One of the reasons for George's success, John says, is that it taps into an underserved demographic. "Women buy about 85 percent of magazines, but they buy about 8 percent of political magazines. And 57 percent of our readers are women," he says. "Women are the fastest-growing segment of voters."

Some pundits have even called the 1996 election the year of women in politics. "They've defined the political year, [from] the relationship between Bob Dole and his wife and Bill Clinton and his wife," John says. "And the keynote speaker of the Republican convention was a woman."

To honor this sea change, the September 1996 issue of George profiles 20 of the most fascinating women in politics, including Hillary Clinton, Terry McMillan and Barbra Streisand.

While she's not as well known as these big names, California state legislator Sheila Kuehl is as fascinating as they come. Not only did Sheila portray the brainy Zelda on the 1960s sitcom The Many Loves of Dobie Gillis, she is also the first openly gay assemblywoman in California history.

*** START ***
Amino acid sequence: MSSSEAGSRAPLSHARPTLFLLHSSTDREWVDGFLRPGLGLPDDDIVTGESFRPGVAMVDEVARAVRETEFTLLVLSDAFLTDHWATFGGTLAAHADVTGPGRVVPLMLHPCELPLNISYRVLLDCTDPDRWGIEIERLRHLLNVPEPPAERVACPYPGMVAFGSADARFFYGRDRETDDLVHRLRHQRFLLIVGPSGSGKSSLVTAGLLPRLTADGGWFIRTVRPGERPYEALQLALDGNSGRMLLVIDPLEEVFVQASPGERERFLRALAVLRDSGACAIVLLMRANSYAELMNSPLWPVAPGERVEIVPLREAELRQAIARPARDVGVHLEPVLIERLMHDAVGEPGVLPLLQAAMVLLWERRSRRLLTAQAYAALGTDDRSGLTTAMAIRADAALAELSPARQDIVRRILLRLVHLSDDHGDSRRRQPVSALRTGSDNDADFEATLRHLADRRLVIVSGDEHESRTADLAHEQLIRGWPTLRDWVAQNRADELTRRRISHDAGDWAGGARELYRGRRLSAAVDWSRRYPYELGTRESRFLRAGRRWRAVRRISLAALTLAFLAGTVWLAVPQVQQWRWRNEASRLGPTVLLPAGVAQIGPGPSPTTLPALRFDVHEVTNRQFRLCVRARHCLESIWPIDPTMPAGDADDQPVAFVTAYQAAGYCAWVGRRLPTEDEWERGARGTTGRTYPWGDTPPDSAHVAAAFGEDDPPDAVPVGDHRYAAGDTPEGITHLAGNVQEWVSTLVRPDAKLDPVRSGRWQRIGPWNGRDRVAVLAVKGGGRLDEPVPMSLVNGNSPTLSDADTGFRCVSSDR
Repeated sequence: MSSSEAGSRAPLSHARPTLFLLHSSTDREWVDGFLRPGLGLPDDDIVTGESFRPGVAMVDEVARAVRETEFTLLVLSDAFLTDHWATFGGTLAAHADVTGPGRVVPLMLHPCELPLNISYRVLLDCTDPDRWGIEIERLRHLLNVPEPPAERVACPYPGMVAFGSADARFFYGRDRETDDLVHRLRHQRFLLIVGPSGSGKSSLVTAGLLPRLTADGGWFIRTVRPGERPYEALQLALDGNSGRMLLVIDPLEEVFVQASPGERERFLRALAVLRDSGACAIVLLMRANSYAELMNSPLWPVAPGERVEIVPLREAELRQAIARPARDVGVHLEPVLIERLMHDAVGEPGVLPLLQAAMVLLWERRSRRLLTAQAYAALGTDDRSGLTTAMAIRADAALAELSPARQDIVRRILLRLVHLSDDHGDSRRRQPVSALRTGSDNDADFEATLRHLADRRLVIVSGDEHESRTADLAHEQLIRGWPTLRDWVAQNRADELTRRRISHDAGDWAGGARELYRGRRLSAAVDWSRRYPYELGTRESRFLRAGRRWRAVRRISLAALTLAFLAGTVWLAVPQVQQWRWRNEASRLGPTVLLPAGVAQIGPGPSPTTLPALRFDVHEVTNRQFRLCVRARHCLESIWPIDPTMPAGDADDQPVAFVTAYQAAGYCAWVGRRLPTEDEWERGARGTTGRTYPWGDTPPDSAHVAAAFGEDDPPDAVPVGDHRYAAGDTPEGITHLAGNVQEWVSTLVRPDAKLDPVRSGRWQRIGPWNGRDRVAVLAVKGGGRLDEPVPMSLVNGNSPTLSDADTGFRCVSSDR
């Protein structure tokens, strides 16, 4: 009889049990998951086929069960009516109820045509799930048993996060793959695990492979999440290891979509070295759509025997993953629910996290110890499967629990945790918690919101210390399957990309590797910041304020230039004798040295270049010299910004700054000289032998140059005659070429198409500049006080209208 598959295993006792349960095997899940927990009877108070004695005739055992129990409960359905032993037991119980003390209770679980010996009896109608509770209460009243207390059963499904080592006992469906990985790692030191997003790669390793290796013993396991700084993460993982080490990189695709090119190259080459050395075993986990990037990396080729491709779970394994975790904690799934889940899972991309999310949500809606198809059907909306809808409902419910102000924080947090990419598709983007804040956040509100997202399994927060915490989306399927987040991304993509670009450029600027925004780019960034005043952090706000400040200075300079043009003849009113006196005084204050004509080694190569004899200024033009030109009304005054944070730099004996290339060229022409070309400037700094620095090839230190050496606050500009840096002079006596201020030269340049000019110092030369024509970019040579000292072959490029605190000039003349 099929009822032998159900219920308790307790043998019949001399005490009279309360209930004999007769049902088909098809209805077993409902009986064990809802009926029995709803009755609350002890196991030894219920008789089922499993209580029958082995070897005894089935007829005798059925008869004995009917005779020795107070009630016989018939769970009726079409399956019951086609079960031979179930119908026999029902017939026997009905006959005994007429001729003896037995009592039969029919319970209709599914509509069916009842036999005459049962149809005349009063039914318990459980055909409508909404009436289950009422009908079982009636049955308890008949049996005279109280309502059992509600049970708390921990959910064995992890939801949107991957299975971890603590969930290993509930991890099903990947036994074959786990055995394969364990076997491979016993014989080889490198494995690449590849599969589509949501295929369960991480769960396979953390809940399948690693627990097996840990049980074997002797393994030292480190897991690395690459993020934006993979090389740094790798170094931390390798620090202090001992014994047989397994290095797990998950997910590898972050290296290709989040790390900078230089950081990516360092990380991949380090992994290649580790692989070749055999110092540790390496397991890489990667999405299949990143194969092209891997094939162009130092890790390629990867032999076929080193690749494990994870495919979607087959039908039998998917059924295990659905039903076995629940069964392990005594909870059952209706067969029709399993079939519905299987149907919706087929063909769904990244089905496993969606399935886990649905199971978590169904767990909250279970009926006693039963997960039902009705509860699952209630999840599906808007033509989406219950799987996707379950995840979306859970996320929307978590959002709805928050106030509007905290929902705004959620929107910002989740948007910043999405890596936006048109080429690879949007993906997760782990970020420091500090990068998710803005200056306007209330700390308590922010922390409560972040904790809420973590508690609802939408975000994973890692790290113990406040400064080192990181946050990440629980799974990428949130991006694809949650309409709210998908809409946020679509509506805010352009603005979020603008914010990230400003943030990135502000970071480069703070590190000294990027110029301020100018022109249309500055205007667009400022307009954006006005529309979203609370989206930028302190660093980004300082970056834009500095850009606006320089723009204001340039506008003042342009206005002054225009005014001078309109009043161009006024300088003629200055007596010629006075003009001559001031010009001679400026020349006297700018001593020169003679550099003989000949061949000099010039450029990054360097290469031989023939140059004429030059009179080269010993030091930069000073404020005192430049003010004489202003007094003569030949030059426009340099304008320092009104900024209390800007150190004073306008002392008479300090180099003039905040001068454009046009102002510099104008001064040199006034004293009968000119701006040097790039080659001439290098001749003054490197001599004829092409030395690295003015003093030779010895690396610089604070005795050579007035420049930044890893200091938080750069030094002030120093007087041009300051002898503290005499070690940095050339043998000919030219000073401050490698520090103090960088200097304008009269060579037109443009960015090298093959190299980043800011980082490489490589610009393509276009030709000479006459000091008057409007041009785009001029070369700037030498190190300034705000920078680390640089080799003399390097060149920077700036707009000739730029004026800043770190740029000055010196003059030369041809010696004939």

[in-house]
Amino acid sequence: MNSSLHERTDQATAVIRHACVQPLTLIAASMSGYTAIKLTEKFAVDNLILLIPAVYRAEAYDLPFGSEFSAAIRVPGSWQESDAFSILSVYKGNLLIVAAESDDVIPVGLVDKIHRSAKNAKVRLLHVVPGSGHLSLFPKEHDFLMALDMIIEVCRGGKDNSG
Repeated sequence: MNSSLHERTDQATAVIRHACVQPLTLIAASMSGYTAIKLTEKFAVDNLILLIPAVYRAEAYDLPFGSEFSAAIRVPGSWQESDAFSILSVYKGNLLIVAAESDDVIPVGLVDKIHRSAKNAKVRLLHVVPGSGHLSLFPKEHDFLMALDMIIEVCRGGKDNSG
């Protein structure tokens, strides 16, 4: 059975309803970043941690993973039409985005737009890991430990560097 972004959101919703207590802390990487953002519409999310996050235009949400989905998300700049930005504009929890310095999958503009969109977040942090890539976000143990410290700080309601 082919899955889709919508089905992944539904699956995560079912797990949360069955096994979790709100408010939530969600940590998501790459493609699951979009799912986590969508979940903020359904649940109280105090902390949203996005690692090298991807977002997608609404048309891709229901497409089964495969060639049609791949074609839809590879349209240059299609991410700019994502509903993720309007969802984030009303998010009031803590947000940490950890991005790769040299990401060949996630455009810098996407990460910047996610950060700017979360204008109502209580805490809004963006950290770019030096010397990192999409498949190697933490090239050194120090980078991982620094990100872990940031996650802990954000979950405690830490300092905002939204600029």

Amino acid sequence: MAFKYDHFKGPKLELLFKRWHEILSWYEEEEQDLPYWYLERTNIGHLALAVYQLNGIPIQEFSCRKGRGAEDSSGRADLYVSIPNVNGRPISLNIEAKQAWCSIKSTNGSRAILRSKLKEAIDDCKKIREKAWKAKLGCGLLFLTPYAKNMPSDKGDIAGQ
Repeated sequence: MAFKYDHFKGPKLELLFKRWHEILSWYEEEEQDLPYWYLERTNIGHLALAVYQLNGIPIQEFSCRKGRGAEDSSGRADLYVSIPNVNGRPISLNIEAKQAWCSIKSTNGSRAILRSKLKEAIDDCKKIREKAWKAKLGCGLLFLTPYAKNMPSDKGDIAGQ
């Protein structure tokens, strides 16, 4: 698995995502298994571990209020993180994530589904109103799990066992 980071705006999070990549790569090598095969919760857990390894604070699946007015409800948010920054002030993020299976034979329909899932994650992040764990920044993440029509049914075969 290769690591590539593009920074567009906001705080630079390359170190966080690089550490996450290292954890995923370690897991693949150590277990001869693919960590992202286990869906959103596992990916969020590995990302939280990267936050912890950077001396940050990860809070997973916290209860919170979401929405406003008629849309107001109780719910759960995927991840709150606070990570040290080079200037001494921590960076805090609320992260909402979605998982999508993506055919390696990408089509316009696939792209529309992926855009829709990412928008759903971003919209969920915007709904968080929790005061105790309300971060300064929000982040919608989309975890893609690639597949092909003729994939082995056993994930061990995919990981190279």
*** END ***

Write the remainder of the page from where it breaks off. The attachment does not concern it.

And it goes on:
In the statehouse in Sacramento, Sheila works on issues like child support and help for battered women. She says the feature in George has changed her career. "Last week, I spoke at the Democratic Convention on domestic violence, and that is an enormous honor," she says. "People start to pay attention to you when George pays attention to you."


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